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Substandard education EDITORIAL


(The Philippine Star) Updated September 27, 2010 12:00 AM

The Technical Education and Skills Development Authority has warned technical and vocational schools to shape up or face closure. The warning was issued amid reports reaching TESDA that several of the schools are operating without licenses and charging exorbitant fees, and their graduates could not find jobs for lack of the required skills.

The problem is similar to the one facing the Commission on Higher Education, which regulates colleges and universities. Over the years the commission has shut down or suspended the licenses of learning institutions whose graduates keep failing to pass professional licensure examinations. Those efforts were stymied several times in the previous administration by politicians who wanted to protect the businesses of campaign donors and political allies. It remains to be seen whether the same situation will prevail in the Aquino administration.

Many Filipinos believe that education is a ticket out of poverty and one of the best means to a better life. Poor families invest in sending at least one child to college or at least to vocational school in hopes that the child, upon graduation, will find a job with a pay decent enough to give a better life to the rest of the family.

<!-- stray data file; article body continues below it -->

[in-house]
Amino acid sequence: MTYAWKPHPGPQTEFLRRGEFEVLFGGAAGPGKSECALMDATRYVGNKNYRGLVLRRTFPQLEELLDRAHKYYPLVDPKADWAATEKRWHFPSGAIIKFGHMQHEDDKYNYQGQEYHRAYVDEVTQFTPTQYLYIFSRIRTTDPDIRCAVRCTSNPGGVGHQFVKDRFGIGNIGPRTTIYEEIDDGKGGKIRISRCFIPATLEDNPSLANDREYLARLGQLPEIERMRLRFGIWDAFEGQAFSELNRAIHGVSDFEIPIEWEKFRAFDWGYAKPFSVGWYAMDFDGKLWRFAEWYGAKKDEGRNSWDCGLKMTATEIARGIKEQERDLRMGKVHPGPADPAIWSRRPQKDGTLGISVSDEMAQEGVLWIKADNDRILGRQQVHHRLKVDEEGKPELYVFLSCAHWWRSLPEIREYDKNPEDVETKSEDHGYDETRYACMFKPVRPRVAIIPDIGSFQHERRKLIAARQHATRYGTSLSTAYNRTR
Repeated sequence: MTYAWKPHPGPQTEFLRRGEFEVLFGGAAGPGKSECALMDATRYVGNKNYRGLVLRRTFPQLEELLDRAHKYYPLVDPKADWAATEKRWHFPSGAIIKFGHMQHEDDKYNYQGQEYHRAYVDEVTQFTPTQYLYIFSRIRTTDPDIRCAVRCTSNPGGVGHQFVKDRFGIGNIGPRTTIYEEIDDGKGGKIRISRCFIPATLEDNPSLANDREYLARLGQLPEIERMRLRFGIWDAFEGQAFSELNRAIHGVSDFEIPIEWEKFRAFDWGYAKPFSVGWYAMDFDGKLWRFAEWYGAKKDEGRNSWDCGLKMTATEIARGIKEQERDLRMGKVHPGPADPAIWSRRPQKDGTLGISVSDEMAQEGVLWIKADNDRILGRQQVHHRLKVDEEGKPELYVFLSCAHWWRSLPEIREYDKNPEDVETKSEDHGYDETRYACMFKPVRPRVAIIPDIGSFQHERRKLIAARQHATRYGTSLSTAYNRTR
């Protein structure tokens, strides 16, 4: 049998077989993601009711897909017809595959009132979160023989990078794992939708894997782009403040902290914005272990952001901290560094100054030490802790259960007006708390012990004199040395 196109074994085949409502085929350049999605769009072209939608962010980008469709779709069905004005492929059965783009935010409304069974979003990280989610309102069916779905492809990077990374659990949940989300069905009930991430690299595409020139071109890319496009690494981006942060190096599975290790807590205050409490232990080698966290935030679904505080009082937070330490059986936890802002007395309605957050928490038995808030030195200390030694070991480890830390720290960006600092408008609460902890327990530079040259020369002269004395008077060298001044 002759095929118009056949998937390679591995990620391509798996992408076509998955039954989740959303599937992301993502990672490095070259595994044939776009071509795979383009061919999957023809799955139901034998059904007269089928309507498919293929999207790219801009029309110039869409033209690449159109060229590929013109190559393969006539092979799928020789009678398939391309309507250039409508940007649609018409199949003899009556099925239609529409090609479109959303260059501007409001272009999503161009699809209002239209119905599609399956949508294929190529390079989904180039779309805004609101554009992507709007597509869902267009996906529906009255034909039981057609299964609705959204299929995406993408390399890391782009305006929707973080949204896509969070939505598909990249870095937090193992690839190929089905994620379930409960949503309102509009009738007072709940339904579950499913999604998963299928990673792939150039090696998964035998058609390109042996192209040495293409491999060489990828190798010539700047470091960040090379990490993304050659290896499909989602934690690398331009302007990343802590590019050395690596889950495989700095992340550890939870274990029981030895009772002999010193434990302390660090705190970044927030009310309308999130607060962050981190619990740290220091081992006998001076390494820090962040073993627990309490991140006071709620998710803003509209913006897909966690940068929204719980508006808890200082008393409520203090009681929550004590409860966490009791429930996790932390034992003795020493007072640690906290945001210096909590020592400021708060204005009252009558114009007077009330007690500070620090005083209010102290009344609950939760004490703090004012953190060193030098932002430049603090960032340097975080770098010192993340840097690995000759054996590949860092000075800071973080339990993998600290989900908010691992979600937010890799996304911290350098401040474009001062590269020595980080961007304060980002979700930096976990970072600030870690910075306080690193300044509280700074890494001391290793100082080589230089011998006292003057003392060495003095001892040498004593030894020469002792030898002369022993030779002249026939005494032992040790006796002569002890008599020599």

Such hopes are dashed, and lifetime savings flushed away, when a student gets substandard education from a fly-by-night school and fails to get the skills necessary to pass licensure exams or get the hoped-for job. In recent years, CHED authorities shut down or suspended scores of schools offering medical, nursing and computer courses. These days even technical and vocational schools have been found wanting, and TESDA officials have vowed sanctions. They should not hesitate to carry out their threat.

Beyond sanctions, both the TESDA and CHED must boost their capabilities to monitor the quality of tertiary education throughout the school year. This is not only to prevent more students from being cheated of quality education, but also to ensure that the country’s workforce is prepared for global competition. In the age of globalization, Filipino graduates are competing with counterparts in other countries, and studies indicate that Filipinos are being left behind. This slide in competitiveness must be reversed.




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